The wilderness of the soul

By Dave Henning / November 21, 2014

“Jesus, full of the Holy Spirit, returned from the Jordan and was led by the Spirit in the desert, where for forty days he was tempted by the devil.’- Luke 4:1-2

Max Lucado begins Chapter 16 (“The Long, Lonely Winter- Wilderness Places”) of Next Door Savior with this description of the wilderness of the soul:

“The wilderness of the soul.  Parched promises.  Sharp words.  Shifting commitments.  Burning anger. Rejections that cut.  Miraging hope.  Distant solutions ever beyond reach.  This is the wilderness of the soul.”

Pastor Lucado notes that while some of us know a geographical desert wilderness, all of us know a wilderness of the soul.  Wilderness wanderings, he adds, often are the result of transitions.  The author lists three indications that we’re in such a wilderness:

1.  We are lonely.  Whether that loneliness is based on fact or feeling, we’re convinced no one can help, understand, or rescue us.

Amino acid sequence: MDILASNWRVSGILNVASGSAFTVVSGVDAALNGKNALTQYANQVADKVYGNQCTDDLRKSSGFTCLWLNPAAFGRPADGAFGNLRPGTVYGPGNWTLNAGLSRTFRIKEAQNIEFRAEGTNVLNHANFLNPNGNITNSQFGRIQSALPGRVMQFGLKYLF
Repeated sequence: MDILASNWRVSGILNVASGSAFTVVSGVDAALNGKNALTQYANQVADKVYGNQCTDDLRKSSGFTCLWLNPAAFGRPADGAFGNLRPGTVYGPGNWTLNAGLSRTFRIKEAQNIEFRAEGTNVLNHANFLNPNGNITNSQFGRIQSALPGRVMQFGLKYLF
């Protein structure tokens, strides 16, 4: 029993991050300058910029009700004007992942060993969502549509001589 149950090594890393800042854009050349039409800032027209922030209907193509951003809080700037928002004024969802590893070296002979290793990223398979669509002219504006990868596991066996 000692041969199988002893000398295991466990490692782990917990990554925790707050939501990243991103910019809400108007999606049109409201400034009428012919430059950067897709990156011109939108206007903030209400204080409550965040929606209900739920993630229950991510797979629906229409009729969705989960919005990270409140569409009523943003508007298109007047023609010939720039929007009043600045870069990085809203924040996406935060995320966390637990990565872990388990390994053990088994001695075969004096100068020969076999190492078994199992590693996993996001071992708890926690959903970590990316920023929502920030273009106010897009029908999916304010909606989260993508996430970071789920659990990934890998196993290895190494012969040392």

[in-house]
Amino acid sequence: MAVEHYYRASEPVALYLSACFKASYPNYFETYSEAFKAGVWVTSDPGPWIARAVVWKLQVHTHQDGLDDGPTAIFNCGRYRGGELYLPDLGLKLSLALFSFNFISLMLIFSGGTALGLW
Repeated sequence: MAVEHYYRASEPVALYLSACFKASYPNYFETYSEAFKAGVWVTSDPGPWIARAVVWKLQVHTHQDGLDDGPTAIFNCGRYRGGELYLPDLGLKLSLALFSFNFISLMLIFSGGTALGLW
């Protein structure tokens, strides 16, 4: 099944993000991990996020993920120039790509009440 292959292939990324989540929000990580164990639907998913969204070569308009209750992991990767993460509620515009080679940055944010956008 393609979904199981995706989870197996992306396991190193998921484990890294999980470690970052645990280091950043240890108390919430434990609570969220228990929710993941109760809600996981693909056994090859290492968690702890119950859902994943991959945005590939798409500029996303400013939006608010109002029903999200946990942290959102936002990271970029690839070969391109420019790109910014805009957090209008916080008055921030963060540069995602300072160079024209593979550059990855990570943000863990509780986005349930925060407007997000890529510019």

2.  Our struggle seems endless.  Max poignantly describes this stage: “The calendar is stuck in February, and you’re stuck in South Dakota, and you can’t even remember what spring smells like.”

3.  We think the unthinkable.  The wilderness weakens our resolve.  Pastor Lucado states that temptation carries and entices us.  What we would have believed unimaginable prior to our wilderness experience becomes all too possible in it.

Today’s question: Which wilderness indicator resonates most with you?  Please share.

Tomorrow’s blog: “The Second Adam”

About the author

Dave Henning

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